Chitekesa’s long walk to quality health services


Until 2017, Andisambula Likhomo of Chitekesa Village, Traditional Authority Jenala in Phalombe District, used to send her mother to the hospital to receive treatment on her behalf whenever she was sick.

Then, 42-year-old Andisambula, a visually impaired person, would surrender her health card so that her mother could use it to access medical support for her at the nearby Chitekesa Health Centre.

“I was not interested in going to the hospital for medical assistance because the facility itself was not easily accessible for people with disability and, apart from that, some healthcare workers at the health centre used to ridicule me. That is why I resorted to having my mother go to the hospital for me,” Andisambula says.


That is not the only challenge Andisambula and other people, especially women and children, used to face whenever they wanted to access medical support in the area.

Chitekesa Health Centre had no ambulance, making it difficult for the facility to transport serious cases to the hospital at the Boma.

The lone ambulance available was also servicing other healthcare service facilities, making it difficult for people at Chitekesa to access the service during emergencies.


As a result, community members used to dig deeper into their pockets to pay a sum of K10,000 in transport costs whenever they were referred to the district hospital many kilometres away for secondary health care.

“It was almost impossible for many of us to pay that much for transportation alone when we also had many other challenges at home requiring money. So, we would opt to stay home and hope for the best,” Andisambula says.

Another woman, Elina Sonkho, could not easily access the health facility in Chitekesa Village.

Elina, however, faced challenges when time came for her to deliver a child.

“The maternity ward was just a room along the corridor, where everyone could pass by and see what was going on. There were no curtains and no privacy at all,” narrates the 40-year-old woman.

Apart from the lack of privacy, Chitekesa Health Centre had no reliable water source.

This affected operations at the primary healthcare service facility which provides services to over 44, 000 households in the area.

Well, that was years ago, before community members started actively participating in issues that affect them.

Now, the District Health Office (DHO) has provided the facility with an ambulance, which has lessened transport challenges; potable water has been connected and the maternity ward has curtains, which are providing the much needed privacy to women when giving birth.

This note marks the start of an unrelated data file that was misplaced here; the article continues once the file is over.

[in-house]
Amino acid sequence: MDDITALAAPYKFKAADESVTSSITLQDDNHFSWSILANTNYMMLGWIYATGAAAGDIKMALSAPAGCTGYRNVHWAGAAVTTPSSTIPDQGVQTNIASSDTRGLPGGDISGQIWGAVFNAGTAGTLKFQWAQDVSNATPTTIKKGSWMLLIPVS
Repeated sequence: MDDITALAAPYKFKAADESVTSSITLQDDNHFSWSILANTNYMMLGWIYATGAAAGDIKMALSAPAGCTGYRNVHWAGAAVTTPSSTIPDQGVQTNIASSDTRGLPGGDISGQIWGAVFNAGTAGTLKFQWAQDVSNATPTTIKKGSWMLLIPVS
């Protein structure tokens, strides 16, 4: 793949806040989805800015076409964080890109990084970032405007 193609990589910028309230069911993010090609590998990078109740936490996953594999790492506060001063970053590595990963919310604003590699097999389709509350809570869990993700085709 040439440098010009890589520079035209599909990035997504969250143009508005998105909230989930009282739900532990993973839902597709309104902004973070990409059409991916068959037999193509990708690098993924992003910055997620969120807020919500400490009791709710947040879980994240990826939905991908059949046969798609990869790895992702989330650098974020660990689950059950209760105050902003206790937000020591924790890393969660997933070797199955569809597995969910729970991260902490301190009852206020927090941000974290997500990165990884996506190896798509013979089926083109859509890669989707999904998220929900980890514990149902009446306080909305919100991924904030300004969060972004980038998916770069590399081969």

In addition, pavements have been constructed so that Andisambula and other people with disability can be accessing services at the facility.

“Iam now go to the facility on my own and even the attitudes of the healthcare workers has changed,” Andisambula says.

Had it not been for a radio listening club that community members formed at the height of the challenges they were facing, particularly on access to healthcare services, Andisambula and Elina would still be facing challenges familiar in most rural communities.

The club has been advocating the provision of quality healthcare services in the area by acting like a bridge between authorities and the community.

Apart from conducting sensitisation campaigns in the area, the club uses a recorder to record locals on the challenges they face.

The recordings are then played to authorities in the district for their action.

The club then records responses from the authorities, which are also played back to community members.

“Recordings of the grievances act as evidence of how people on the ground are feeling; as such, the authorities have first-hand information on the situation and, by playing the responses, we ensure that community members hear for themselves what the authorities have in store for them.

“As a result, and over time, service provision, even at the health centre, has improved,” says Joseph Mukhawa, chairperson for the radio listening club.

It is through such acts that the people at Chitekesa can take those in authority to task on issues such as access to quality healthcare services.

“Whenever there are concerns over the performance of healthcare workers, people voice out their concerns,” Mukhawa says.

The sentiments are echoed by Senior Health Surveillance Assistant at Chitekesa, Daker Umali, who says radio listening clubs have helped improve the provision of healthcare and social services in the area.

“Through its work, the radio listening club has assisted in the construction of a mortuary and some toilets around the hospital. In fact, the club has been instrumental in ensuring quality standards during the construction of such facilities,” Umali says.

Charity Oxfam in Malawi, with funding from Oxfam Ireland, has been implementing a programme aimed at promoting good governance in the health sector.

The programme aims at increasing access to essential services in Malawi through holding duty bearers accountable.

In Balaka and Phalombe, Oxfam has partnered Development Communications Trust (DCT) to implement the programme.

Project Coordinator at DCT Thandi Mchiswe says, since the project started in 2017, a lot has changed in as far as universal health coverage is concerned.

“Since we started implementation in 2017, community members, including youths, women and people with disabilities, have been in a position to speak on issues that affect them,” Mchiswe says.

According to Mchiswe, the project has also led to a rise in demand for quality healthcare services by community members, including in rural areas.

Malawi has a proud history of delivering free healthcare services to citizens but bypass fees for hospitals, lack of resources and personnel have in the recent past caused hardship by excluding poor people from accessing services they need.

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